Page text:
Colour Wedding Photography, I have to admit, is not the first thing that comes to mind when most people think of Documentary Wedding Photography.
In fact, a lot of people (incorrectly in my opinion) associate dreary, miserable looking black and white photos with this genre of wedding photography.
I certainly hope my images don’t betray the fact that documentary wedding photography is all about story telling, and, generally, most weddings tend to err on the side of happiness.
I’d just posted about Colour Wedding Photography on my Facebook Business Page and realised I hadn’t posted anything in this section of the website for a while…….and so here it is.
I recently finished editing a wedding and I remember this image striking me as I reviewed my shots during a break in shooting on the day. The wedding was at The Hospitium in York and I was struck immediately by the venue and its gorgeous deep red walls.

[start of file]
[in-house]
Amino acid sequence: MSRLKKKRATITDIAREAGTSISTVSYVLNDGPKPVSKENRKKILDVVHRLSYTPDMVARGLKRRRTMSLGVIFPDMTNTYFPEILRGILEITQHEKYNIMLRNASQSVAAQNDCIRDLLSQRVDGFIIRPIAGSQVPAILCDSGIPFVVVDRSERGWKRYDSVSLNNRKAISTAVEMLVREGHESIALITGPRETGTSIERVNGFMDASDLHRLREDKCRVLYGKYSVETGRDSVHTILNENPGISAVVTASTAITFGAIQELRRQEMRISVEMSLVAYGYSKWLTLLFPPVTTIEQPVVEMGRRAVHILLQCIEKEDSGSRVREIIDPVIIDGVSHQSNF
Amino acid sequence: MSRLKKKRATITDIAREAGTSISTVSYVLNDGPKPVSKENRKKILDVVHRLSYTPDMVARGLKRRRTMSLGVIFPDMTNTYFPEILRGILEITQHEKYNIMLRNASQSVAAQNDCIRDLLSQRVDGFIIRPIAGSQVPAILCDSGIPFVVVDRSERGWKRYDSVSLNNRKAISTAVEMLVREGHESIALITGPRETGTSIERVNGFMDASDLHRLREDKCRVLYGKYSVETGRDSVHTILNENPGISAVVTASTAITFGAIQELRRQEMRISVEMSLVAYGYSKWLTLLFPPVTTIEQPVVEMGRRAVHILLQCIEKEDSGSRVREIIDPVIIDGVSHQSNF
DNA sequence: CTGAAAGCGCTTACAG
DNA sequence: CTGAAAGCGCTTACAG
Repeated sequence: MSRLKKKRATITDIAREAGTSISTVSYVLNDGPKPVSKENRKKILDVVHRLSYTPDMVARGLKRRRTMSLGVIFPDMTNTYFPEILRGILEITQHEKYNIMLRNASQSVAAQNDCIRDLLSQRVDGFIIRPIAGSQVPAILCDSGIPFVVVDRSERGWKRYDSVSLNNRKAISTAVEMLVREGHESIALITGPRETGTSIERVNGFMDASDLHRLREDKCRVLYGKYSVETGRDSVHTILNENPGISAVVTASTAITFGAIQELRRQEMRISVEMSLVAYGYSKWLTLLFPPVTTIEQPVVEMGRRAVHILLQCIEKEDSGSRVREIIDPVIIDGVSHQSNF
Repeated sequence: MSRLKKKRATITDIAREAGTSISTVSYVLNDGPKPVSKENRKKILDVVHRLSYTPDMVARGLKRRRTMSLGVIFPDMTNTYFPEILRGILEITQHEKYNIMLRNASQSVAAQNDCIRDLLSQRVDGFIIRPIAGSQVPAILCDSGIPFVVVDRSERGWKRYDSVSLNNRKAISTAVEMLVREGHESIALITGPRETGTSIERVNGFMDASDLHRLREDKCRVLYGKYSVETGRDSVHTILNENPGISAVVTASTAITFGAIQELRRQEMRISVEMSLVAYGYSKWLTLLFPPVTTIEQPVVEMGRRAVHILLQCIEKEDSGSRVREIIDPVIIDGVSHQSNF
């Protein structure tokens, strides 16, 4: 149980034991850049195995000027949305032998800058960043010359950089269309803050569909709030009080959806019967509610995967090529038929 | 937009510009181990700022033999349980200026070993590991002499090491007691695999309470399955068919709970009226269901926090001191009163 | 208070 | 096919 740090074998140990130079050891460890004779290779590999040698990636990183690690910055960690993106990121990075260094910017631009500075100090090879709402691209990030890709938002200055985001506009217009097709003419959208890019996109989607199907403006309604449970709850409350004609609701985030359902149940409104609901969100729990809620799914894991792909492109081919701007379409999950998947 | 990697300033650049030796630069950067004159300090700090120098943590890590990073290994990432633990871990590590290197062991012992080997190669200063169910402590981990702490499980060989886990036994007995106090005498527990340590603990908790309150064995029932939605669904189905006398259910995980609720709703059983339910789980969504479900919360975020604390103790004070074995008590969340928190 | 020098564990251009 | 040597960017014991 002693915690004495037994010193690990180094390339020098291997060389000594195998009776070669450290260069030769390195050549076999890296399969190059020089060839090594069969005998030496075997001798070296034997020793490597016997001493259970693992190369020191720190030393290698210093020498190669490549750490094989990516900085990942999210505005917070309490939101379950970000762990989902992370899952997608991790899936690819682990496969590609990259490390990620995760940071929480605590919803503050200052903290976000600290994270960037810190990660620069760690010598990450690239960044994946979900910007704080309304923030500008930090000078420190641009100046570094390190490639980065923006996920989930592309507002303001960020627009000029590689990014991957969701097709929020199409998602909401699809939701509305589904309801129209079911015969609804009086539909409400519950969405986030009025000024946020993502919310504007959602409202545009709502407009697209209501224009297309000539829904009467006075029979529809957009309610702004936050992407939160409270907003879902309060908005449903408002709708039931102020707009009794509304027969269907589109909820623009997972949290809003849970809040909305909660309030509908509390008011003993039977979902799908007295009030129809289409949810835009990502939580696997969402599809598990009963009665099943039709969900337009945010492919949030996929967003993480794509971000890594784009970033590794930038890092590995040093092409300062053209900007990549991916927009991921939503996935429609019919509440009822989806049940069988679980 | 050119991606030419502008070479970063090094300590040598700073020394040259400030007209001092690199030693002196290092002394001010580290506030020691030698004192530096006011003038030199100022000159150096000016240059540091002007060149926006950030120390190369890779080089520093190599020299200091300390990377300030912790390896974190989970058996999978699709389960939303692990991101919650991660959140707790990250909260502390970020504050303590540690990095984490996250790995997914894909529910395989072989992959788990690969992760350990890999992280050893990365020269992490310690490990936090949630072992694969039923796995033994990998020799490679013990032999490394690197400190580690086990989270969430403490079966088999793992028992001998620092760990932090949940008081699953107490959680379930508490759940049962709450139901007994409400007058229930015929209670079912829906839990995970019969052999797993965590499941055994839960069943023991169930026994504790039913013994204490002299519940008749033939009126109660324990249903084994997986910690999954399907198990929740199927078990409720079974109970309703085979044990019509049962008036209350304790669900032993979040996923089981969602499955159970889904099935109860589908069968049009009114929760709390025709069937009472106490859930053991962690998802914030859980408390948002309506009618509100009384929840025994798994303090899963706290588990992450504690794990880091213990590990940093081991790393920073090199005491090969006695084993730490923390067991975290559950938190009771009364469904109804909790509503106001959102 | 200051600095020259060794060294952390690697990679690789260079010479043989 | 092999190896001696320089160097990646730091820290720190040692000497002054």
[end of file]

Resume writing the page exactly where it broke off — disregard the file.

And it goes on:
I set myself a target for the day of getting at least three different shots utilising a large area of negative space (that had to be the red wall).
In due course, I will blog the whole wedding, complete with these three colour wedding photography images, which I think work well together as a story within a story so to speak.
Colour Wedding Photography; Shooting & Processing:
AS mentioned, Colour Wedding Photography isn’t something organically attributed to gritty documentary photography.
Whilst trying to get this shot, I ended up with about four frames (that’s the reportage wedding photographer’s way right?). Three of them didn’t quite hit the mark for various reasons.
Whilst I was framing the image to use the lovely negative space I was also conscious that the lady in the middle was the bride’s mum and I wanted this to be as much a portrait of her in her wonderful hat as I did a record of the decor.
Knowing full well this image would remain in colour (though actually I do quite like the black and white version) I was keen to make use of the downlight which is out of frame.
So, here is the Colour Wedding Photography final image (comments always appreciated of course):